The Real Reason Republicans and Democrats Can’t All Just Get Along
Policy + Politics

The Real Reason Republicans and Democrats Can’t All Just Get Along

Puck/Library of Congress

For many years, experts blamed sharp ideological difference between the two parties for the debilitating gridlock in Washington that led to government shutdowns, budget crises and strong differences over foreign policy and defense issues.

The Pew Research Center in 2014 famously issued a study concluding that Republicans and Democrats “are more divided along ideological lines – and partisan antipathy is deeper and more extensive” -- than at any point in the past 20 years.

Related: How Growing Partisanship Is Splitting the U.S. in Two

Based on extensive polling, Pew researchers discovered that Americans who consistently voiced conservative or liberal views had doubled from 10 percent to 21 percent over the past two decades. “And ideological thinking is now much more closely aligned with partisanship than in the past,” the authors of the study wrote.

Now comes a new book, Why Washington Won’t Work: Polarization, Political Trust and the Governing Crisis, with a very different take:  The reason Republicans and Democrats fight so vehemently is not because of ideological differences, but because they simply don’t like each other.

Marc J. Hetherington, author and a professor of political science at Vanderbilt University, writes, “Deeply negative feelings cause more trouble than deep ideological differences would.”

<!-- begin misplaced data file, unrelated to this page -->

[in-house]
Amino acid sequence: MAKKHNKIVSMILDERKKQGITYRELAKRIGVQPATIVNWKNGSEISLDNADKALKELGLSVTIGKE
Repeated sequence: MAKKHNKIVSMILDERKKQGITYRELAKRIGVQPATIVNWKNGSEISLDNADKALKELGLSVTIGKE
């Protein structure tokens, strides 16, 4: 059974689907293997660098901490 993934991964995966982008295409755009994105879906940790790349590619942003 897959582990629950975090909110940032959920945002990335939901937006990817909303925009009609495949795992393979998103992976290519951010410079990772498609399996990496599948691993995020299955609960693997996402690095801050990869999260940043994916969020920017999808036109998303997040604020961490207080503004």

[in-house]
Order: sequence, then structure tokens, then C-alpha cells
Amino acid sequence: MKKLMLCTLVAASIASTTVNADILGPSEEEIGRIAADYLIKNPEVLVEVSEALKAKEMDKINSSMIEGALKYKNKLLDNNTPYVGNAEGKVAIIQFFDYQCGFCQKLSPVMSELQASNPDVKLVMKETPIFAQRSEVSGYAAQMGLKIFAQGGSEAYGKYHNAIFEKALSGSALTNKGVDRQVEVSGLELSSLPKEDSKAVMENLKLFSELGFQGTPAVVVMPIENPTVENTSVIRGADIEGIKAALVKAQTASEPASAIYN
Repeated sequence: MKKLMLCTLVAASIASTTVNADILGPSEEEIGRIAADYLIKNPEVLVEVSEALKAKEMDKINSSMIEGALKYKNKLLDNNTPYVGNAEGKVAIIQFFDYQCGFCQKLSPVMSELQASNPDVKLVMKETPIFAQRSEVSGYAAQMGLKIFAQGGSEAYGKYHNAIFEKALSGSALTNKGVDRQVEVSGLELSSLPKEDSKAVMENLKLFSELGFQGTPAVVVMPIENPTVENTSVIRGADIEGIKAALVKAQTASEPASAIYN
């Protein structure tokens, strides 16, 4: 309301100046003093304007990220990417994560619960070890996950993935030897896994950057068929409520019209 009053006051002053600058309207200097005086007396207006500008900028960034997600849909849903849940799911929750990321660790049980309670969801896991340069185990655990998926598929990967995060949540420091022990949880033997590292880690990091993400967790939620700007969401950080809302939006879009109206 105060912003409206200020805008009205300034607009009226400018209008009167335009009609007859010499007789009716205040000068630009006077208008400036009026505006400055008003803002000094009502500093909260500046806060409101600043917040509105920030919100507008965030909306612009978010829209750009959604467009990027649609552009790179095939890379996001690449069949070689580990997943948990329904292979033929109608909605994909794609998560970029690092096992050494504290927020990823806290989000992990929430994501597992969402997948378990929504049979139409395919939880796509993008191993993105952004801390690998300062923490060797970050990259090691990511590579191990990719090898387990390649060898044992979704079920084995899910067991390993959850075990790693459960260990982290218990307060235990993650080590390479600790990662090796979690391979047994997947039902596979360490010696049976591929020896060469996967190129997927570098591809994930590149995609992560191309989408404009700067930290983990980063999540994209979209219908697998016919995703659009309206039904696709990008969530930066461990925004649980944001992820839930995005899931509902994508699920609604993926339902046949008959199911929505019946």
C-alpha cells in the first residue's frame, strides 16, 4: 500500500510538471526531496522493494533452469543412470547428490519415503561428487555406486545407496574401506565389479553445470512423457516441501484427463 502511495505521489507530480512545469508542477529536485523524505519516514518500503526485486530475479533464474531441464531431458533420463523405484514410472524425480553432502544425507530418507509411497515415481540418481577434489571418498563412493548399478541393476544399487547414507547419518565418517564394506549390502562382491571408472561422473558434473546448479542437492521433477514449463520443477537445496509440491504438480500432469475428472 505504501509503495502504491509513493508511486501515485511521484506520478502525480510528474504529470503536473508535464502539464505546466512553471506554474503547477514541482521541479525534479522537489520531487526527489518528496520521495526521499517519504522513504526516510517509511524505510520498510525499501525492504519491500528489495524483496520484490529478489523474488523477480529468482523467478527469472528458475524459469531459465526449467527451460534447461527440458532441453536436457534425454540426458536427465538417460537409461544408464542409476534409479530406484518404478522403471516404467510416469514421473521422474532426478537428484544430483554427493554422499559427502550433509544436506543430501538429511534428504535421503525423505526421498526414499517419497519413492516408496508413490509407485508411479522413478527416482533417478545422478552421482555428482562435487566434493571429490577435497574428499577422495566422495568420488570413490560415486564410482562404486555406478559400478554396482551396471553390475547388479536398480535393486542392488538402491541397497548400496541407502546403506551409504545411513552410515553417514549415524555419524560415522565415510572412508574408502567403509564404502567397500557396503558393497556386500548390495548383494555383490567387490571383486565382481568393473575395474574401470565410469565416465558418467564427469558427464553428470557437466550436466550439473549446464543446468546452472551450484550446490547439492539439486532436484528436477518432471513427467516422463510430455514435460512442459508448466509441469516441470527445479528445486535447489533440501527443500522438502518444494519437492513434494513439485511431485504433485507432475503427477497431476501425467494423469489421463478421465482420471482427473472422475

“When you disagree with the other side on the issues, you can often find a middle ground. When you don’t like the other side, you don’t even talk to them…. Absent trust, any bridges that form between the two sides are made of sand.”

Hetherington postulates a political dynamic in which lawmakers more often than not reflect the views of their constituents than to try to be thought leaders and influence their voters.

Related: Why Congress Will Get Even Less Done in 2016

This can be highly problematic, especially in the vast majority of congressional districts that are demographically and politically homogenized because of gerrymandering by Republican and Democratic-controlled state legislatures.

For sure, the clash of ideologies also explains perpetual gridlocks in Washington, not to mention the intensely bitter relations between the Obama White House and GOP-dominated Congress.

Hetherington views this visceral negativity as a troubling trend and a reflection of politicians frequently taking cues from their constituents. “Although citizens have it in their capacity to nudge officeholders toward compromise, they don’t trust their opponents enough to push their side’s representatives to compromise with those they increasingly view as the devil,” Hetherington writes.

The end result, he says, is “stagnation” and the kind of gridlock that led, for example, to a near default on U.S. borrowing in 2011, the 2013 government shutdown and former GOP House Speaker John Boehner’s forced retirement late last year in the face of a revolt by conservative Republicans who were unwilling to reach a compromise with Democrats on budget and spending issues.